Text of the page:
Humidity

JDonn127

Chirping
Jun 25, 2020
92
118
91
Bucks County Pa
I just installed a wireless thermometer and humidity system with 3 wireless sensors. I placed 1 sensor outside 1 sensor in run that is covered with plastic and one inside the coop. Im basically concerned with the humidity levels.... right now they are within a few % of each other... I am guessing that once the chickens are in the coop and the door is closed the level will change....my question is at what point of change inside the coop should I be concerned
This is what I installed
 

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Blw18

Chirping
Apr 16, 2020
127
227
96
I don’t think there’s a humidity level that interferes with chicken health at all. As someone from the south, I can tell you that atmospheric humidity levels literally cannot be any higher during the summer months here and chickens carry on as normal. If it’s the coop you’re worried about, I would definitely install ventilation given the details you gave. If the coop has a humidity very different from the outside, those chickens need more ventilation or it can cause respiratory illnesses.
 

JDonn127

Chirping
Jun 25, 2020
92
118
91
Bucks County Pa
Im am monitoring the humidity level in the coop to make sure there is enough ventilation....right now its reading 43% in the empty coop with pop door open....should it stay the same once the chickens are in for the night and door is closed. I should add that the outside humidity is also reading 43%. Should the two levels always be the same?
 

Blw18

Chirping
Apr 16, 2020
127
227
96
Ohhh I gotcha. That’s pretty smart! No they don’t necessarily have to be the same as long as it fluctuates according to the outside (indicating good ventilation). As long as they’re gauging similar levels and there’s not drastic differences, I’d say you’re good!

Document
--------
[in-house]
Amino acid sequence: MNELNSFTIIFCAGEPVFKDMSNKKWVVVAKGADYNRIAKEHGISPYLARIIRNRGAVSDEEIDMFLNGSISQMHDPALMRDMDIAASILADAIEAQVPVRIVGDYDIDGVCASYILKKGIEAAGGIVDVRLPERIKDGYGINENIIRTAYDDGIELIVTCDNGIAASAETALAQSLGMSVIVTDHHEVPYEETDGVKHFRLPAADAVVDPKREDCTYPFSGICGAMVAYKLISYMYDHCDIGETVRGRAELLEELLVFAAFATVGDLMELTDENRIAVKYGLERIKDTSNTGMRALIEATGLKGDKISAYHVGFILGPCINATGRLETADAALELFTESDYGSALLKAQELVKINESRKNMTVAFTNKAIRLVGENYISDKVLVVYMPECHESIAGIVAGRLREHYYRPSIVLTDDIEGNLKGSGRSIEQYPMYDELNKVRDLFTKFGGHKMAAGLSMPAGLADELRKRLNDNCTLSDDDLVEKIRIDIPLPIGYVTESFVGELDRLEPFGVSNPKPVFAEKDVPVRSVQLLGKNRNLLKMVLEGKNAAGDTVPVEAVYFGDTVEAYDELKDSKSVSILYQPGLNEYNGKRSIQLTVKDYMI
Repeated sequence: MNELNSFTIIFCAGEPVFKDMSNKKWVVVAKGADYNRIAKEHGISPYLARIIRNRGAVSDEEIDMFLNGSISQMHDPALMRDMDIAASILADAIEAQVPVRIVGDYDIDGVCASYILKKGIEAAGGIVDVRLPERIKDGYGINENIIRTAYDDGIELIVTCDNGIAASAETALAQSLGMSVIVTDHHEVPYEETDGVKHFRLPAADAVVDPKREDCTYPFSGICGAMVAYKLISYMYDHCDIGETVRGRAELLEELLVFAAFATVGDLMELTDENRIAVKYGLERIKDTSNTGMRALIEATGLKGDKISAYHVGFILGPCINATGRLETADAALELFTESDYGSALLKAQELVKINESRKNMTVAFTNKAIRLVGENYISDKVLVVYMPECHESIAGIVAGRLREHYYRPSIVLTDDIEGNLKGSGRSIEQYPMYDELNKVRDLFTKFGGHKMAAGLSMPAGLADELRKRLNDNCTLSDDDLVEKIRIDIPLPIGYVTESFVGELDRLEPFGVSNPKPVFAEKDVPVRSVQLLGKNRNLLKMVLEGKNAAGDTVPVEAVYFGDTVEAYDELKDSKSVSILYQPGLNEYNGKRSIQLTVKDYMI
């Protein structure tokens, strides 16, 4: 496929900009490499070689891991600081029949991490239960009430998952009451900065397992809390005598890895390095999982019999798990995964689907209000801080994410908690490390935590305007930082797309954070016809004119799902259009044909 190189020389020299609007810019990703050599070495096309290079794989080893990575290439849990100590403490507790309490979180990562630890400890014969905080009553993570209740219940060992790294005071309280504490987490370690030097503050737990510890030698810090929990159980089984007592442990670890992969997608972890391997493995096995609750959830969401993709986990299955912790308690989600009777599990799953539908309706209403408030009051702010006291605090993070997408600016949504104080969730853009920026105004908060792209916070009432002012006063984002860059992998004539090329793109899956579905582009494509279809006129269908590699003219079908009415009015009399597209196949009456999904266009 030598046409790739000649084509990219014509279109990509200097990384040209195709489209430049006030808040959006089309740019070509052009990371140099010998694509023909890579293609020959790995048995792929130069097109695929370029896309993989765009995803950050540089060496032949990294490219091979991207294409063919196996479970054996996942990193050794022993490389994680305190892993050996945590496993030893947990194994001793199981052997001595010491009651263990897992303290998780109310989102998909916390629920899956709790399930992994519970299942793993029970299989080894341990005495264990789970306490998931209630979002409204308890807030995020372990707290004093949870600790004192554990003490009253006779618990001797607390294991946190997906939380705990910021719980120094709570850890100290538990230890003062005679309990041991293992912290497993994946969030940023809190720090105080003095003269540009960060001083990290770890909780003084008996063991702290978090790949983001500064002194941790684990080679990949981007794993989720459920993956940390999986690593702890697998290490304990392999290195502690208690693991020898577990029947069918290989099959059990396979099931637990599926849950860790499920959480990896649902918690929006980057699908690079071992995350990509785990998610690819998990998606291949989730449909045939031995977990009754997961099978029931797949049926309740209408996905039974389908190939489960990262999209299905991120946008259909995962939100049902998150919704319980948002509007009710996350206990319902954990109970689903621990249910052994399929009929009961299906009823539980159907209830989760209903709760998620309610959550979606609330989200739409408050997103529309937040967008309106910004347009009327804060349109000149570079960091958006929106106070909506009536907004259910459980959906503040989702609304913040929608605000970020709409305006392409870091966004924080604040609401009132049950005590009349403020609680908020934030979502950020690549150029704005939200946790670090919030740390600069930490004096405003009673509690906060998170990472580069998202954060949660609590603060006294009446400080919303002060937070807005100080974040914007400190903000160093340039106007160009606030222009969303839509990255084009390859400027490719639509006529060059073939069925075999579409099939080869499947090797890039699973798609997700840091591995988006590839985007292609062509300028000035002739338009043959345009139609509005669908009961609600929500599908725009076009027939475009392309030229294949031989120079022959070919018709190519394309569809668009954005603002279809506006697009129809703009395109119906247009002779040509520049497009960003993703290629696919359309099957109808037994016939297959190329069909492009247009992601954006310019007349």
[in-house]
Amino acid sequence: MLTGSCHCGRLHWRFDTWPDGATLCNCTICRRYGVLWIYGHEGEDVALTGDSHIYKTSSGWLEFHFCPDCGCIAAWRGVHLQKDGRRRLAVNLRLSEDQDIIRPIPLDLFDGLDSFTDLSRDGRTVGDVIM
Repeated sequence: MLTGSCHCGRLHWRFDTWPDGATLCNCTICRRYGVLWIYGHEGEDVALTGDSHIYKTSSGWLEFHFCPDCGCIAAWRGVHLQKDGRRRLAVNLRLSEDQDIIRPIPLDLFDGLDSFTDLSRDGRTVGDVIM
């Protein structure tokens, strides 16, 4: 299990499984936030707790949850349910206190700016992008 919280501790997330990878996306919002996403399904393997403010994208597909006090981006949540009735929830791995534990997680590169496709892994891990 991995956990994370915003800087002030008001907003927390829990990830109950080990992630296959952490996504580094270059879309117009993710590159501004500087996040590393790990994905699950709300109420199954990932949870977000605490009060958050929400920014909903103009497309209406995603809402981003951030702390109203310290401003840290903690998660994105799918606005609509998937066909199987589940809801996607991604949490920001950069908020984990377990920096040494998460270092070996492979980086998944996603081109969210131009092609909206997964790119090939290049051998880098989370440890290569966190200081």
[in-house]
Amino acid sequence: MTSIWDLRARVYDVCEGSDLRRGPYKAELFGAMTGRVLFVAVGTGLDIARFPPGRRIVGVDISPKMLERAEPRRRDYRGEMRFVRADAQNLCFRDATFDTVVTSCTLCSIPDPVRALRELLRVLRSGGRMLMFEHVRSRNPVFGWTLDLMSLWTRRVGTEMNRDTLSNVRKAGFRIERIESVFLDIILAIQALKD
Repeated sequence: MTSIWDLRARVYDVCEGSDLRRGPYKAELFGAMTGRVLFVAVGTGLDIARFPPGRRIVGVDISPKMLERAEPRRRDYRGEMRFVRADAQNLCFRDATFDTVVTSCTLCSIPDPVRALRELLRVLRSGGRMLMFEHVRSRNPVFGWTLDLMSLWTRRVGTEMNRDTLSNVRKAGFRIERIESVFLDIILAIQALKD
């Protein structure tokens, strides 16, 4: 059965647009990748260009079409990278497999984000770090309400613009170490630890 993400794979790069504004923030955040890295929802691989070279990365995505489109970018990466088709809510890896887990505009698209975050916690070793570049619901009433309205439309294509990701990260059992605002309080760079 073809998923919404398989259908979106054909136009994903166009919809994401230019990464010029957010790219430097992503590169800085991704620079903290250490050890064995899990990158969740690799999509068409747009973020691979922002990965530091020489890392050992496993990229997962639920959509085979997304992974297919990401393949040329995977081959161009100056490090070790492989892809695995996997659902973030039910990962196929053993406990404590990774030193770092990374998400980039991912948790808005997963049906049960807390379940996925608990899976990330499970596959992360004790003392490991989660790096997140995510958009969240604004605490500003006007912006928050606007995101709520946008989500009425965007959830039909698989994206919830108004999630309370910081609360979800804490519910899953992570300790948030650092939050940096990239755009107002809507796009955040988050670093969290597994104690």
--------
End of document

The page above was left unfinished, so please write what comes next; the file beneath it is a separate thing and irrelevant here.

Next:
kerbotx

Songster
5 Years
Aug 29, 2016
412
828
231
Northeast Texas
I believe that relative humidity inside the coop should be 50% - 70% during winter nights, according to the Chicken Chick. Best thing to do is to monitor it for a while, notice how it changes with the weather, high winds, high sunshine days, etc. If your coop is very tall/large, you might consider placing one sensor where the chickens roost, and another opposite that space, maybe near the door, to see what the range is across the coop.
 

vantain

Songster
Sep 2, 2018
719
1,331
188
Southern Minnesota
Im am monitoring the humidity level in the coop to make sure there is enough ventilation....right now its reading 43% in the empty coop with pop door open....should it stay the same once the chickens are in for the night and door is closed. I should add that the outside humidity is also reading 43%. Should the two levels always be the same?
I’d say the inside humidity should be equal to or less than the outside. Was curious myself as to what was happening inside my setup, so I did what you did and installed temp/humidity sensors in the coop, run, and outside. In my case, coop humidity is about equal to outside during the day, when the door to the run is open, but actually is less than outside at night when that door is closed and all the girls are on the roost. Not sure what magic is happening there. Maybe my coop ventilation is more efficient when the run door is closed.
 

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